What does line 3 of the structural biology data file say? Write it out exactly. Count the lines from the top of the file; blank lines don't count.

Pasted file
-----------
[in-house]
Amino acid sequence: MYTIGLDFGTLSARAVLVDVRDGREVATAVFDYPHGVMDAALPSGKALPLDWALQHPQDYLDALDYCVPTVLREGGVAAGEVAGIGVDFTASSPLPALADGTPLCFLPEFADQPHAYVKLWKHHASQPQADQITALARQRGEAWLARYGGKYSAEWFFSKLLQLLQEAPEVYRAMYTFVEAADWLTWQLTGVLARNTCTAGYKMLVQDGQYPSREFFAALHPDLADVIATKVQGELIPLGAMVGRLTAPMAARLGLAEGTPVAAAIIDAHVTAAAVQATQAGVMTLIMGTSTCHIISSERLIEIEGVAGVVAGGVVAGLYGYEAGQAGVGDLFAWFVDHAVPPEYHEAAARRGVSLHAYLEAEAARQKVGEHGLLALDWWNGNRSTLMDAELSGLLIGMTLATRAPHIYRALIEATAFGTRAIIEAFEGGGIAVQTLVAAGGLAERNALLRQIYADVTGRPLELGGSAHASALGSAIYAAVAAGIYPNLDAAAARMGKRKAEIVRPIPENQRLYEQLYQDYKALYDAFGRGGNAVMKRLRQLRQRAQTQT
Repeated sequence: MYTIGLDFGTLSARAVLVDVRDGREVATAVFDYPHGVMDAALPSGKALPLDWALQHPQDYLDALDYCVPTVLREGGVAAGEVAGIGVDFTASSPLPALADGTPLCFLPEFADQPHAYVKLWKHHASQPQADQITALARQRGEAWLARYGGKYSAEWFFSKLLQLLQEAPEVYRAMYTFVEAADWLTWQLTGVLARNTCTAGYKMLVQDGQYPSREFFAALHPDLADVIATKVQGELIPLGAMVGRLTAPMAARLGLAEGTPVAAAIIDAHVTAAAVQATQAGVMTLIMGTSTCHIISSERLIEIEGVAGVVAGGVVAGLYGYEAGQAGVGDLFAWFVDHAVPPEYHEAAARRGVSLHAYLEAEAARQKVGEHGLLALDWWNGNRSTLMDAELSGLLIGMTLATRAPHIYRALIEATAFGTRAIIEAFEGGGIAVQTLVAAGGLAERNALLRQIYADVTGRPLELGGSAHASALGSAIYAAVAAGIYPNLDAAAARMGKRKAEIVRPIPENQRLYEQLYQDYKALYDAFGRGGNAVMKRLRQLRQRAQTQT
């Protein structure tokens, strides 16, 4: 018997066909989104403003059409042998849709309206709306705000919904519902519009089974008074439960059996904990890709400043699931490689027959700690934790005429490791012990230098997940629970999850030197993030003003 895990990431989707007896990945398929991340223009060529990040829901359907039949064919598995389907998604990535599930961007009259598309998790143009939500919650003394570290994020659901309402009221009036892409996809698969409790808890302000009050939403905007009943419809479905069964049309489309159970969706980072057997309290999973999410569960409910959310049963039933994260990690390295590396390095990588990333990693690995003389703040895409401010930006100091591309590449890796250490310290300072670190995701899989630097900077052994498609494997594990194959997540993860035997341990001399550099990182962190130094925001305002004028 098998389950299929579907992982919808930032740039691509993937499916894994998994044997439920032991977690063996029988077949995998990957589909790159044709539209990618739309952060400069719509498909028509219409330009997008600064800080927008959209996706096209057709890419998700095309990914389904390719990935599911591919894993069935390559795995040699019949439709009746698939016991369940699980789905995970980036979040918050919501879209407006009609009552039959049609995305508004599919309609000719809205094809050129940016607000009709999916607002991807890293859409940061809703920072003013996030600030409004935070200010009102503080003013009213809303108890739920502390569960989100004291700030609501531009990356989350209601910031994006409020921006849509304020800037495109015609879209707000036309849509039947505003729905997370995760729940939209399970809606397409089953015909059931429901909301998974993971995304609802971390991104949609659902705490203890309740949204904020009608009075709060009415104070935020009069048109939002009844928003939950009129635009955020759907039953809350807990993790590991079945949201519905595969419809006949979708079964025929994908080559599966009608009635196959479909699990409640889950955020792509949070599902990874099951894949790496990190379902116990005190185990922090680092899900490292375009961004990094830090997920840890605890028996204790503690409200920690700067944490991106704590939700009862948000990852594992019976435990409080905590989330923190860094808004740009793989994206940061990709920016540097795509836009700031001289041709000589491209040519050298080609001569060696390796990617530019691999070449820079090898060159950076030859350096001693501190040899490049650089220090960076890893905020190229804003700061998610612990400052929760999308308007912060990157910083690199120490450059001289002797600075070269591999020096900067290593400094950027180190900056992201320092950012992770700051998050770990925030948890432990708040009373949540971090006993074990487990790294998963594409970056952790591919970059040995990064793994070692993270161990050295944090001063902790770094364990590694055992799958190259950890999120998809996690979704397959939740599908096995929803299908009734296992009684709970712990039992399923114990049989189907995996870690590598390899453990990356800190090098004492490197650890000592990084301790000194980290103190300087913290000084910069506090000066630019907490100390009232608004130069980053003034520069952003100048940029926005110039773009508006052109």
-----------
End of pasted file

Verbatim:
Repeated sequence: MYTIGLDFGTLSARAVLVDVRDGREVATAVFDYPHGVMDAALPSGKALPLDWALQHPQDYLDALDYCVPTVLREGGVAAGEVAGIGVDFTASSPLPALADGTPLCFLPEFADQPHAYVKLWKHHASQPQADQITALARQRGEAWLARYGGKYSAEWFFSKLLQLLQEAPEVYRAMYTFVEAADWLTWQLTGVLARNTCTAGYKMLVQDGQYPSREFFAALHPDLADVIATKVQGELIPLGAMVGRLTAPMAARLGLAEGTPVAAAIIDAHVTAAAVQATQAGVMTLIMGTSTCHIISSERLIEIEGVAGVVAGGVVAGLYGYEAGQAGVGDLFAWFVDHAVPPEYHEAAARRGVSLHAYLEAEAARQKVGEHGLLALDWWNGNRSTLMDAELSGLLIGMTLATRAPHIYRALIEATAFGTRAIIEAFEGGGIAVQTLVAAGGLAERNALLRQIYADVTGRPLELGGSAHASALGSAIYAAVAAGIYPNLDAAAARMGKRKAEIVRPIPENQRLYEQLYQDYKALYDAFGRGGNAVMKRLRQLRQRAQTQT